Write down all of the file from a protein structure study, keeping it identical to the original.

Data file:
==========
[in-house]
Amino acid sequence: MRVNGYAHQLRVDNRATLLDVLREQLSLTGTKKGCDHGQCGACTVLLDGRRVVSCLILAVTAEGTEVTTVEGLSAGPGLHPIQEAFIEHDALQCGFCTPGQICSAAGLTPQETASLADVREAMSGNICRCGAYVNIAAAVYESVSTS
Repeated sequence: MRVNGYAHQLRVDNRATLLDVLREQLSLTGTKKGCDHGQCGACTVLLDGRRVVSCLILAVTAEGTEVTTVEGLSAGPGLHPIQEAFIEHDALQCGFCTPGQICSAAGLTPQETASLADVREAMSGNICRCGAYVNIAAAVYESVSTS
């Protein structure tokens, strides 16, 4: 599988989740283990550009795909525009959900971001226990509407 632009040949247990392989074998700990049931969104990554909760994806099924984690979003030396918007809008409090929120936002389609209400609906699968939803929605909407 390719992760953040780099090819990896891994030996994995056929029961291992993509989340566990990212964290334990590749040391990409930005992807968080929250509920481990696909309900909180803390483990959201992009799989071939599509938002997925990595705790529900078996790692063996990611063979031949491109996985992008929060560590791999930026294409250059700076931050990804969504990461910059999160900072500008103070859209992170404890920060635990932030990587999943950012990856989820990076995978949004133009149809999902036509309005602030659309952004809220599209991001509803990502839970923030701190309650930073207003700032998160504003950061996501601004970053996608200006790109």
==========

[in-house]
Amino acid sequence: MRVNGYAHQLRVDNRATLLDVLREQLSLTGTKKGCDHGQCGACTVLLDGRRVVSCLILAVTAEGTEVTTVEGLSAGPGLHPIQEAFIEHDALQCGFCTPGQICSAAGLTPQETASLADVREAMSGNICRCGAYVNIAAAVYESVSTS
Repeated sequence: MRVNGYAHQLRVDNRATLLDVLREQLSLTGTKKGCDHGQCGACTVLLDGRRVVSCLILAVTAEGTEVTTVEGLSAGPGLHPIQEAFIEHDALQCGFCTPGQICSAAGLTPQETASLADVREAMSGNICRCGAYVNIAAAVYESVSTS
């Protein structure tokens, strides 16, 4: 599988989740283990550009795909525009959900971001226990509407 632009040949247990392989074998700990049931969104990554909760994806099924984690979003030396918007809008409090929120936002389609209400609906699968939803929605909407 390719992760953040780099090819990896891994030996994995056929029961291992993509989340566990990212964290334990590749040391990409930005992807968080929250509920481990696909309900909180803390483990959201992009799989071939599509938002997925990595705790529900078996790692063996990611063979031949491109996985992008929060560590791999930026294409250059700076931050990804969504990461910059999160900072500008103070859209992170404890920060635990932030990587999943950012990856989820990076995978949004133009149809999902036509309005602030659309952004809220599209991001509803990502839970923030701190309650930073207003700032998160504003950061996501601004970053996608200006790109």